Are Some Mysteries Meant to Stay Unsolved?
This is the locked safe that’s built into my fireplace hearth. It’s been there probably since the house was built and I don’t have the key to open it.
When I first moved into my current residence I noticed a container with a removable lid built into the oversized fireplace hearth. I couldn’t figure out what it was or why it was there. It was too far away from the fire pit to use to store ashes. When I showed it to a handyman, who was working on some repairs for me, he said it was a safe. A Star safe. I asked him if he could open it because the prior owner didn’t leave the key.
He tried but couldn’t open the container. I called various locksmiths to see if they could open a Star safe. Most could not. But the assistant at one of places said the locksmith was on vacation but he knew how to open Star safes. The cost was almost $500, if I wanted to be able to use it again. Otherwise, it could be a little cheaper if I didn’t intend to use it again. She’d have to ask the locksmith when he came back.
I wasn’t sure what to do. Was I sitting on a million dollars? Or was it an empty nothing?
I let it go. I wasn’t about to spend money on it when I had so many other things to fix.
My house has had two former owners. The guy I bought it from let the house go to ruin, which is how I got it so cheap. He had lived there since the late 1980s. And although I don’t think he was savvy enough to put in a built-in safe when he was too cheap to fix the leaks in the roof, he may have been savvy enough to empty it if he put anything in it.
The original owner was a fireman. That’s why he built the house out of cinderblock, something that would never burn. At least, that’s what I think. The roof, the ceilings and a few interior walls might go up in flames, but not the structure or the cement foundation. He must have been the one who put in the safe in the hearth, because the fireplace looks like it was constructed when the house was built.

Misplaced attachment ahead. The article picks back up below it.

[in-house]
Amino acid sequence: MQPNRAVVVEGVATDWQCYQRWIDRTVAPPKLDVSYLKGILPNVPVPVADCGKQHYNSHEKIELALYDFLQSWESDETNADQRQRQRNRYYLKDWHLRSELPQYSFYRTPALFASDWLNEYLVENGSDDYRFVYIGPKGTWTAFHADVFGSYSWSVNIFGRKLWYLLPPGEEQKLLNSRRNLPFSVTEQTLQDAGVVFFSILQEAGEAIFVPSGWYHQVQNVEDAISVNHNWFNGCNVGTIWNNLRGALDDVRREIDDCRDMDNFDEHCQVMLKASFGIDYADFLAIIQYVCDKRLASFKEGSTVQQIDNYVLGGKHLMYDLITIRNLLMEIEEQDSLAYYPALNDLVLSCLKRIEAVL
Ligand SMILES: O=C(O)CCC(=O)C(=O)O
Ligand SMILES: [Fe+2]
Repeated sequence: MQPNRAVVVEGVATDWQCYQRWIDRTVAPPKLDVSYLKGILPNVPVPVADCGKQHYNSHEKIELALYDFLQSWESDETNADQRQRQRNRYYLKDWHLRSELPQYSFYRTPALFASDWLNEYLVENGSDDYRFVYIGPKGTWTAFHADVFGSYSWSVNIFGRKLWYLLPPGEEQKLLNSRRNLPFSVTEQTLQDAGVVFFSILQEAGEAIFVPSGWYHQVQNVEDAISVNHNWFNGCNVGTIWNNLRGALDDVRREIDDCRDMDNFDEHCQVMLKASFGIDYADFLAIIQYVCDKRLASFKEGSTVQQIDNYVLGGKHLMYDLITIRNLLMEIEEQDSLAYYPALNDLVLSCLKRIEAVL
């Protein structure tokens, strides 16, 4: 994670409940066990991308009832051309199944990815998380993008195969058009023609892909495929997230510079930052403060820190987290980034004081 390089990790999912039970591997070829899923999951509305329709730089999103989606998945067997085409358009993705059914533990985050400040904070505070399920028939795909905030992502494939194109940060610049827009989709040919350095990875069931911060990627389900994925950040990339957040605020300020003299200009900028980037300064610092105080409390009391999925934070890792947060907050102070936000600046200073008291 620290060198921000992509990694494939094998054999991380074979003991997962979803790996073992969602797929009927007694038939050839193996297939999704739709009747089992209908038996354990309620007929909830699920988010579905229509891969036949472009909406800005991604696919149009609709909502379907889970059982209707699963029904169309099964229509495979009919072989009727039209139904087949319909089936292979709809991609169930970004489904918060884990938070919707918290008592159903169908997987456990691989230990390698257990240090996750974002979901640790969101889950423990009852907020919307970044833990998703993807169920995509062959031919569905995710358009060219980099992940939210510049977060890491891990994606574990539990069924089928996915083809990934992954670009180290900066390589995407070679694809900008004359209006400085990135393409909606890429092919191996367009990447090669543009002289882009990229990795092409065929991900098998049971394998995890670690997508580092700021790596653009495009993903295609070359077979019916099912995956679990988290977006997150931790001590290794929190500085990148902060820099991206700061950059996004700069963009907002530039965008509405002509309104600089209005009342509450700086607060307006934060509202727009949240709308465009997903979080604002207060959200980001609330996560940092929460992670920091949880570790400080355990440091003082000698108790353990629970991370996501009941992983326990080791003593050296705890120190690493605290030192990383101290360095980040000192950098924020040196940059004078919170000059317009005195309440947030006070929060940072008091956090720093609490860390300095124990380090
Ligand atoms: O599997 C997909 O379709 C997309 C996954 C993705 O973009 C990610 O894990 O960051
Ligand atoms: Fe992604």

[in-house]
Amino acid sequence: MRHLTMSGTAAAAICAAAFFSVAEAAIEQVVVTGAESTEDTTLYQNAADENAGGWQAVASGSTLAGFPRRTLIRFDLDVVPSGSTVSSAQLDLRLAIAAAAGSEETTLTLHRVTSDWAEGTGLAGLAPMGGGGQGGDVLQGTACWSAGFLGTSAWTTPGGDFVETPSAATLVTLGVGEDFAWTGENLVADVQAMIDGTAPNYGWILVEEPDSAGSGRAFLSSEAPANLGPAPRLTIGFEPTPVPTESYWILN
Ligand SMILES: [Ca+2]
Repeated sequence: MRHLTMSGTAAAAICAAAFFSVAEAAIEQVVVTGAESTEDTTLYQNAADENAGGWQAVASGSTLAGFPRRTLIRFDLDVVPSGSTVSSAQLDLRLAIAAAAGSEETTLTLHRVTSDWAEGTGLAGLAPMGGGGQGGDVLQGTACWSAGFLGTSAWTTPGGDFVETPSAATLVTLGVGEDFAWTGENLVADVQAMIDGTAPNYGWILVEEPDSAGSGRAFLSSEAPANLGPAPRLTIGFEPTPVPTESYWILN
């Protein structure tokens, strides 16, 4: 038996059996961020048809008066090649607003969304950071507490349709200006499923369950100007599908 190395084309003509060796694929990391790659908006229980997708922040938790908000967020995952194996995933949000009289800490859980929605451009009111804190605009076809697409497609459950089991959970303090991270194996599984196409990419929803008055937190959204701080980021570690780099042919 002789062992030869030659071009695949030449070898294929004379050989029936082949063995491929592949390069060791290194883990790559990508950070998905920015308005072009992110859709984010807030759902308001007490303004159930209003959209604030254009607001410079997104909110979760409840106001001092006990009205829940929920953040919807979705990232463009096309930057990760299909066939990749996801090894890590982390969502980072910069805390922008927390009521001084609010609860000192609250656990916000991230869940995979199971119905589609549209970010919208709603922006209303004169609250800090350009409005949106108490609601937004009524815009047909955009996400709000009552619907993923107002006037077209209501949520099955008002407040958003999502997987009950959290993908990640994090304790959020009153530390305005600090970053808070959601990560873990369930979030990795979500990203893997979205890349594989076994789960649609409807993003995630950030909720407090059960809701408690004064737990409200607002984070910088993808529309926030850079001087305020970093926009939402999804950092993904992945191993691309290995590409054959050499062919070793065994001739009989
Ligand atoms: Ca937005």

Last year when my long-time neighbor was about to move out I told her about the safe. She knew the man who built the house. She said before he moved he retired. He drank a lot and his favorite pastime was sitting in the garage with the door open, drinking and looking at the street. He wasn’t rich and she doubted he left anything behind because he didn’t move in a hurry.
But was he too drunk to remember if he left anything in it? That’s a mystery.
If I ever move maybe I’ll pay someone to open the safe. Or I’ll leave for the next owner to ponder over. By now the price to open it may have doubled.
This has given me an idea for my novels. The main mystery is solved by the end of the story but a less urgent mystery remains unsolved through several more stories until the protagonist solves it.
Thanks for reading,
The Trouble With Murder, D.X. Varos, Ltd, 2022
Hidden Agenda, Forget Mellemgaard APS (in Danish) 2021
The Cubist Caper, Forget Mellemgaard APS (in Danish) 2022
A Palette for Murder, A Lana Davis Mystery, Five Star Publishing, a part of Gale/Cengage Learning 2015
A Blue Moon, CCHB 2013